New Batteries Fix Themselves

Self-healing versions last longer and are less likely to burst into flames.

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By Devin Powell, Science News

WASHINGTON—A newly created lithium-ion battery that can heal itself may improve the life span and safety of today’s energy-storage technologies, researchers report.

Rechargeable lithium-ion batteries power cell phones, laptops and other portable electronics. But, like any batteries, they tend to break down over time.

"There are many different types of degradation that happen, and fixing this degradation could help us make longer-lasting batteries," said Scott White, a materials engineer at the University of Illinois at Urbana-Champaign who reported the details of the battery February 20 at a meeting of the American Association for the Advancement of Science.

One site of damage is the anode, a battery’s negatively charged terminal. As a battery charges and discharges, the anode swells and shrinks. Over time, this cycling causes damage, creating cracks that can interfere with the flow of current and, ultimately, kill the battery.

To counteract this cracking, White embedded tiny microspheres inside the graphite of an anode. As cracks formed in the anode, they tore open the plastic shells, releasing the contents within: a material called indium gallium arsenide. This liquid metal alloy seeped out of the spheres and filled the cracks in the anode, restoring the flow of electricity.

Damage to a battery—or a short circuit between its components—can cause problems other than a shorter life span. Out-of-control electrical currents have been known to create hot spots that grow into a raging fire.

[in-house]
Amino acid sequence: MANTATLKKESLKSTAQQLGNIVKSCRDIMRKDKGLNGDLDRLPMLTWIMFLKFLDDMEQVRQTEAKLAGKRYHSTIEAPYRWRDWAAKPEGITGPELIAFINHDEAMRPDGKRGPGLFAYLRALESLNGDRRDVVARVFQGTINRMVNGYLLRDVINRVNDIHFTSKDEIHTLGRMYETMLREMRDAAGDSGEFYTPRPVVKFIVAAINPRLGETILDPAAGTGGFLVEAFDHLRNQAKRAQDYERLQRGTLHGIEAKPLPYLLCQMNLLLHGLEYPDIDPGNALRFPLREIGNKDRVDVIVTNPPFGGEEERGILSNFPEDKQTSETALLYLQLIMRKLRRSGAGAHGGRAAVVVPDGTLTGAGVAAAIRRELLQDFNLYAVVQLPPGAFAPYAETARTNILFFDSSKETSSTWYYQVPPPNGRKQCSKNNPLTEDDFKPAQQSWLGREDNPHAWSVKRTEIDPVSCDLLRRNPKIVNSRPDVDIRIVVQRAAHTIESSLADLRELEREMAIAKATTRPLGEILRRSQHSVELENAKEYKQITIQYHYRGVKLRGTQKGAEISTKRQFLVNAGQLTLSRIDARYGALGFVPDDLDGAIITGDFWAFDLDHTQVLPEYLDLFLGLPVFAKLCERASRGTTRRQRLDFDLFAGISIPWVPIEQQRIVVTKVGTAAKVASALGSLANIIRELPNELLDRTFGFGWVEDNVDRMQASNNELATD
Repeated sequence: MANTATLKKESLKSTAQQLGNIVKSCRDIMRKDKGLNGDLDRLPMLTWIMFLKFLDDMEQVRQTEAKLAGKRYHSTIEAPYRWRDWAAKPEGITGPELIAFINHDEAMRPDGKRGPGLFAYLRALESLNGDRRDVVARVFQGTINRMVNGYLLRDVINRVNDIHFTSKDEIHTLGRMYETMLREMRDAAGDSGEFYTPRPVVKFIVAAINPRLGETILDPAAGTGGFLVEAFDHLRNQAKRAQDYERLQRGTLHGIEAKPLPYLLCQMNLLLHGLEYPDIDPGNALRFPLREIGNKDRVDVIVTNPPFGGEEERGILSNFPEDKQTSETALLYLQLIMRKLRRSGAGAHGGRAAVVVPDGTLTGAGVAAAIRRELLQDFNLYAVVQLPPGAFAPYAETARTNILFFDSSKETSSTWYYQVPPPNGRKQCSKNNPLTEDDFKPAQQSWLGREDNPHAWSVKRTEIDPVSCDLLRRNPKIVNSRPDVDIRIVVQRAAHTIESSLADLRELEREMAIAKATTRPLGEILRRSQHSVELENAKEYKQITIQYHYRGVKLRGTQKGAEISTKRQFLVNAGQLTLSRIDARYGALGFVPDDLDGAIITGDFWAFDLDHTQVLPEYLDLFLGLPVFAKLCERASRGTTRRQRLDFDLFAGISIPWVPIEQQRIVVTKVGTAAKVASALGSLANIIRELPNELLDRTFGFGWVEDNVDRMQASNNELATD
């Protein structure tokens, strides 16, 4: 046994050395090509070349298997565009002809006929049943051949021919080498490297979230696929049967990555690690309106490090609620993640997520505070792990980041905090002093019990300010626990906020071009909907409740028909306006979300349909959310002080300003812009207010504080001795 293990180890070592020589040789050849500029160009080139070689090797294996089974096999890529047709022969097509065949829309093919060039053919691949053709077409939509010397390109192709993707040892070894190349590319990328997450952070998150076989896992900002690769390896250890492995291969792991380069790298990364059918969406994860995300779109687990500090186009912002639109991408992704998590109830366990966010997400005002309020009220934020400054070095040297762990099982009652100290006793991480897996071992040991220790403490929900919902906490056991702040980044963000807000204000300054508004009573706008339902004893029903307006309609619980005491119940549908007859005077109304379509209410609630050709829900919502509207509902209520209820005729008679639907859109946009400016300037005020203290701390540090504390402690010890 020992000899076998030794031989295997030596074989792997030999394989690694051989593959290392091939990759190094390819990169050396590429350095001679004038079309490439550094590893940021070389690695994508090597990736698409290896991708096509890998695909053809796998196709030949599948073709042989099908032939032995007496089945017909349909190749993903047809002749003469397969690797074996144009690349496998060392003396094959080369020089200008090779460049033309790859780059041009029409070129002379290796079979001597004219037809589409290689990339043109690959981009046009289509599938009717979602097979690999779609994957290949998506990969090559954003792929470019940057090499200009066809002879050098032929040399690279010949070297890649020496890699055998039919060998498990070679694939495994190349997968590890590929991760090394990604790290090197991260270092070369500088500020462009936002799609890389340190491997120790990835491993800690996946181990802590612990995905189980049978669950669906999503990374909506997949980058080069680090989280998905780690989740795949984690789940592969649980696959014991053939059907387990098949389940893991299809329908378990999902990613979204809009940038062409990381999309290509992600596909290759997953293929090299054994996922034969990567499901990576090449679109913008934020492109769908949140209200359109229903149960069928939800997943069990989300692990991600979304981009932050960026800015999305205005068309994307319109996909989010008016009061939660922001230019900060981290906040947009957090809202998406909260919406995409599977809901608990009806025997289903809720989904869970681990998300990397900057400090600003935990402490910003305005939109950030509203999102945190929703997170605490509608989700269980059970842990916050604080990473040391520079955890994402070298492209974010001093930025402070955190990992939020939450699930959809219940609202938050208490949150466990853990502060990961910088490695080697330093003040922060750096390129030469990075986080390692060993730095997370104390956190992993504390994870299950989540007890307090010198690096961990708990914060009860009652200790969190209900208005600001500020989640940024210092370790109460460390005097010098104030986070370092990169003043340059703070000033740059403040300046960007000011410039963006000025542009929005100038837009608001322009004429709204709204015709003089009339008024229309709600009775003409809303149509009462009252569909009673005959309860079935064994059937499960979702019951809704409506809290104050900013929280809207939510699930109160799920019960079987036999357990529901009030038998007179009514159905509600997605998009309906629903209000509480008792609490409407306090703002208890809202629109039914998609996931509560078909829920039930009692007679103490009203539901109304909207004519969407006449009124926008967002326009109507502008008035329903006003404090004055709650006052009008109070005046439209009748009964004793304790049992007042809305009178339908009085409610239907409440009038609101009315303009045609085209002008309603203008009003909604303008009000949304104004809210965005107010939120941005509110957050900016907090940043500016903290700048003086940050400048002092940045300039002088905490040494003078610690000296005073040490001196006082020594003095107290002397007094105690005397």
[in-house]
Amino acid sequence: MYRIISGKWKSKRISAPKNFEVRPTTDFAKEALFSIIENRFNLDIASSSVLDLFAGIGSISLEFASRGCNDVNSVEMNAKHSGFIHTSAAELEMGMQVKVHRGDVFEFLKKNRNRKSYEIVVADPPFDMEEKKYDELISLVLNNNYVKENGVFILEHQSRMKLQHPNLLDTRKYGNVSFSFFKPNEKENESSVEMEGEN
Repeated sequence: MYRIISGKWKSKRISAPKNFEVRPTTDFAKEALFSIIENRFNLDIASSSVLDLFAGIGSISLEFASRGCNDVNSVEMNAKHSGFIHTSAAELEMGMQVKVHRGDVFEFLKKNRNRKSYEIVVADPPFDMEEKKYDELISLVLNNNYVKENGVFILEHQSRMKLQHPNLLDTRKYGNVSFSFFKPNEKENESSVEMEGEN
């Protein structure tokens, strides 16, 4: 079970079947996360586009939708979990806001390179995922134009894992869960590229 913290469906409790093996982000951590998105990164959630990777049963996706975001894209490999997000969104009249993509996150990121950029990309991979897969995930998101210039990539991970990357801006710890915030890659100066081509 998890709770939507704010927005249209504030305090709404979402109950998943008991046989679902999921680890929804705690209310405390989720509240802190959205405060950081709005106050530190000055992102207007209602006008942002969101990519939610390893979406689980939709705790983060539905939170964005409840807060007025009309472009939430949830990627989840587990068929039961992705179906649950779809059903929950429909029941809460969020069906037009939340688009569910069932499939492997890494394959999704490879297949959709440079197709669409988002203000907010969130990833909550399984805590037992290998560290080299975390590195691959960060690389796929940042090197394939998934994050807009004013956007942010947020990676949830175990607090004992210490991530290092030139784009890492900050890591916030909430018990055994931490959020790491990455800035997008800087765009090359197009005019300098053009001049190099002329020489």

“It’s not a common occurrence, but when it happens, the consequences are severe,” White said. Battery fires have prompted laptop recalls by Dell and Hewlett-Packard, and the U.S. Department of Transportation has proposed stricter rules for cargo planes that transport large quantities of lithium-ion batteries.

To safeguard against this type of failure, White developed a second kind of microsphere made of solid polyethylene, an inexpensive and widely available plastic. A small quantity of these spheres embedded in the anode and other battery components can function as a safety cutoff switch. If the temperature inside the battery rises above 105° Celsius, the spheres melt into a thin layer of insulating material that shuts off the flow of electricity, preventing a conflagration.

“We’ve tested this in real batteries,” said White, whose research is funded by the U.S. Department of Energy. “It works beautifully.” This safety feature, he said, could be useful for the electric cars emerging on the market.

"Lithium-ion batteries will continue to be the technology used for the next 10 to 15 years in electric cars," said Kristin Persson of Lawrence Berkeley National Laboratory in California, who is looking for new battery materials that not only have better energy storage but also avoid some of the pitfalls of traditional batteries. "It will take at least that amount of time to develop new materials."

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